No One Mourns the Wicked

Next Friday, Disney are going to be releasing the second time they’ve stepped into the world of Oz in cinema through their prequel film, Oz: the Great and Powerful. Now, personally, I’m sort of looking forward to the film. Oz may not be my favourite of the ‘girl gets taken away to a magical land’ stories; that honour belongs to Wonderland,but I am deeply fond of the adventures brought to us in the wonderful world of Oz. But knowing about the upcoming movie made me think about Oz, and about the variations adaptations there are of it. So, your friendly neighbourhood Z – maybe I should stop referring to myself in the third person [But you won’t. -Ed.] – decided that this fortnight, she’ll have a look at the first of the books set in Oz written by Gregory Maguire – Wicked.

Wicked cover image

Wicked is designed to follow the life of the infamous Wicked Witch of the West from her birth right up until her death at the hands of Dorothy. The book rounds the character out. Gives her hopes and dreams, loves and heartbreaks, and other such motivations that are sadly lacking in both the original novel and the more (in)famous 1939 MGM movie. Not that the Wicked Witch needs the character to be the terrifying creature of children’s nightmares that she already is, but for an adult, or even the more astute child, it can be very simple to wonder ‘well, why is she so evil in the first place?’

It was this question that inspired Maguire to write his novel. The Wicked Witch, now named Elphaba, did not start off evil. She started, as many do, simply as a person. She had a father; she had a mother, as so many do, and okay, okay, I’ll stop quoting the musical at you. The musical is really good; go and check it out if you get the chance. But we’re talking about the book. Okay, so where to start? Now that’s the question that’s had me staring off into space a few times this week – I’m sure the Editor thought that I was trapped in some existential crisis of sorts. Which… actually may a be good way to describe it now that I think on it.

See Wicked the novel is essentially about what it means for a person to be good or evil and, in this writer’s opinion. I don’t think we ever see Elphaba slip into the truly ‘evil’ category long enough to help her be the Wicked Witch of the West we all know from the movie. That’s not to say she’s all innocent and nicey nice all the time. No, she does do some downright descpicable acts during the course of the novel’s events, but we have the bonus of knowing the reasoning being them, the why for why these acts are commited. If context is everything, context for motiviation really goes a long way.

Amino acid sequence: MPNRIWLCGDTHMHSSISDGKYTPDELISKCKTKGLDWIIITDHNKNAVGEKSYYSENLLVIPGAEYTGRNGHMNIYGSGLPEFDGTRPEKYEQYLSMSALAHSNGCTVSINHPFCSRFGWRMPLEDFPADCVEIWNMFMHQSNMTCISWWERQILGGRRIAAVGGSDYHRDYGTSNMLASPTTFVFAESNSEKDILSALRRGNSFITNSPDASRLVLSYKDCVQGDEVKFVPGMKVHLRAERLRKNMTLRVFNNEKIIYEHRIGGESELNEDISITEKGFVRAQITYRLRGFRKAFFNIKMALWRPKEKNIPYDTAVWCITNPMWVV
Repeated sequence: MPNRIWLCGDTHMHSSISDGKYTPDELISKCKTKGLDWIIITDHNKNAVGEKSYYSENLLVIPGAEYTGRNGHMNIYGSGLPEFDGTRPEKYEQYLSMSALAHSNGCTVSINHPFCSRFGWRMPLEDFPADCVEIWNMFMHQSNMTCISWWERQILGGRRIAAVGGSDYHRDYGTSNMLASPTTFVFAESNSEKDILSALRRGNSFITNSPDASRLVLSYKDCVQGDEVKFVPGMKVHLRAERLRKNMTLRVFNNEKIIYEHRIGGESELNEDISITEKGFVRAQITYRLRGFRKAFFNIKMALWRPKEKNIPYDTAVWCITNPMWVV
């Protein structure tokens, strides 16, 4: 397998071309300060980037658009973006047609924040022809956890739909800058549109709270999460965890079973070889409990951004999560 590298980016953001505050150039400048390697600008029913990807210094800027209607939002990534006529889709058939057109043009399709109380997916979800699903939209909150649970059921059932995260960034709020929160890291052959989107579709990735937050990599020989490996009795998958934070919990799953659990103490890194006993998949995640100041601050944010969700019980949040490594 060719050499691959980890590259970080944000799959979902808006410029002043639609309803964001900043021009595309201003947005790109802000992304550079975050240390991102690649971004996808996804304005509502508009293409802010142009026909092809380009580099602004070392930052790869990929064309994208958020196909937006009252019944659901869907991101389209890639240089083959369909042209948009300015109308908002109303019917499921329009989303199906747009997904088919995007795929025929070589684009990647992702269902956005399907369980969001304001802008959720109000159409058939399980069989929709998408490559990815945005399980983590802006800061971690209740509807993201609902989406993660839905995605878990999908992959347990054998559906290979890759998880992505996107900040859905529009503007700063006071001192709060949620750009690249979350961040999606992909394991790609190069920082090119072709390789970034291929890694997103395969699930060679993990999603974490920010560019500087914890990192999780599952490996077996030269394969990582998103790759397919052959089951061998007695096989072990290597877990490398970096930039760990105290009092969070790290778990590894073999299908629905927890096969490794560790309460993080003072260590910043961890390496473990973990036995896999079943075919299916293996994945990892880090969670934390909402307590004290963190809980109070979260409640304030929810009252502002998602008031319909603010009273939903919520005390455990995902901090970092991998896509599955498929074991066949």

Maybe to explain this better I should recount my own journey with the book but that would require being less mysterious than I am so sorry Wanderers, but no biscuit for you. It’s not just enough for me to say the novel is good – it’s fairly obvious it’s good; it’s sold many many copies, and started off its own ‘Wicked Years’ four book series which follow the characters from the first novel throughout their adventures… but we’re not looking at the sequel novels today. I’d need to re-read them first.

Elphaba is a compelling character, and in this type of novel, that’s what it comes down to really. We want to read about her life, see how it changes through the good and the bad, and take part in the experiences that make her into the infamous Wicked Witch of the West. Does she truly make it there? Well, personally, I think she falls a little short, but that’s a personal opinion – you could get a totally different experience reading it.

‘Totally different experience’ is the way to sum up this Oz in general, actually. That is, if you wanted my opinion which… must be a little bit true otherwise you wouldn’t have read to this final paragraph. Anyway, what I mean is, that this isn’t just Oz. Maguire’s Oz is a grown up, political mess of a country Oz, and Elphaba is a political activist whether she likes it or not. She may not be wicked by nature, but as such is the way with popular press even in Oz, she’s certainly Wicked by name.

Z McAspurren (mourns the wicked)

This entry was posted in Book, Issue Nineteen, Reviews and tagged , , , , , . Bookmark the permalink.

Leave a Reply

Fill in your details below or click an icon to log in: Logo

You are commenting using your account. Log Out /  Change )

Google+ photo

You are commenting using your Google+ account. Log Out /  Change )

Twitter picture

You are commenting using your Twitter account. Log Out /  Change )

Facebook photo

You are commenting using your Facebook account. Log Out /  Change )


Connecting to %s